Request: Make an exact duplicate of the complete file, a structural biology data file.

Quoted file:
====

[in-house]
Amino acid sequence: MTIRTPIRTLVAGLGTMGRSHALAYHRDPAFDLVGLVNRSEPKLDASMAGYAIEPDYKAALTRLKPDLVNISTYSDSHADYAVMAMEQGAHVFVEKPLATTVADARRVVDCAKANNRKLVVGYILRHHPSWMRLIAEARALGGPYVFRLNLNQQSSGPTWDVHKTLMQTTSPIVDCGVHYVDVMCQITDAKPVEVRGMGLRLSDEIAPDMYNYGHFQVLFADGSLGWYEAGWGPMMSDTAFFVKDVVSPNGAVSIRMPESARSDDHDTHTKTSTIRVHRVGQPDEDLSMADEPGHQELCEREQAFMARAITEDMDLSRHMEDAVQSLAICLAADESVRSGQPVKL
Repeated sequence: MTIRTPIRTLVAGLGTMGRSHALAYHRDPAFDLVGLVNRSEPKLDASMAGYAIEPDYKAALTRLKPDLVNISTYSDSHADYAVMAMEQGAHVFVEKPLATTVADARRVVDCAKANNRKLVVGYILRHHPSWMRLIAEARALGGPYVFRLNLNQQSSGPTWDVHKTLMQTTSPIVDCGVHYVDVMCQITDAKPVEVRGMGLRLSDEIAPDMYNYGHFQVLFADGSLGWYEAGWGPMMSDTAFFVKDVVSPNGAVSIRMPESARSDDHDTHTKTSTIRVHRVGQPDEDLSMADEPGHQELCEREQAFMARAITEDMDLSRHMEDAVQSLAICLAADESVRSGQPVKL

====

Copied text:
[in-house]
Amino acid sequence: MTIRTPIRTLVAGLGTMGRSHALAYHRDPAFDLVGLVNRSEPKLDASMAGYAIEPDYKAALTRLKPDLVNISTYSDSHADYAVMAMEQGAHVFVEKPLATTVADARRVVDCAKANNRKLVVGYILRHHPSWMRLIAEARALGGPYVFRLNLNQQSSGPTWDVHKTLMQTTSPIVDCGVHYVDVMCQITDAKPVEVRGMGLRLSDEIAPDMYNYGHFQVLFADGSLGWYEAGWGPMMSDTAFFVKDVVSPNGAVSIRMPESARSDDHDTHTKTSTIRVHRVGQPDEDLSMADEPGHQELCEREQAFMARAITEDMDLSRHMEDAVQSLAICLAADESVRSGQPVKL
Repeated sequence: MTIRTPIRTLVAGLGTMGRSHALAYHRDPAFDLVGLVNRSEPKLDASMAGYAIEPDYKAALTRLKPDLVNISTYSDSHADYAVMAMEQGAHVFVEKPLATTVADARRVVDCAKANNRKLVVGYILRHHPSWMRLIAEARALGGPYVFRLNLNQQSSGPTWDVHKTLMQTTSPIVDCGVHYVDVMCQITDAKPVEVRGMGLRLSDEIAPDMYNYGHFQVLFADGSLGWYEAGWGPMMSDTAFFVKDVVSPNGAVSIRMPESARSDDHDTHTKTSTIRVHRVGQPDEDLSMADEPGHQELCEREQAFMARAITEDMDLSRHMEDAVQSLAICLAADESVRSGQPVKL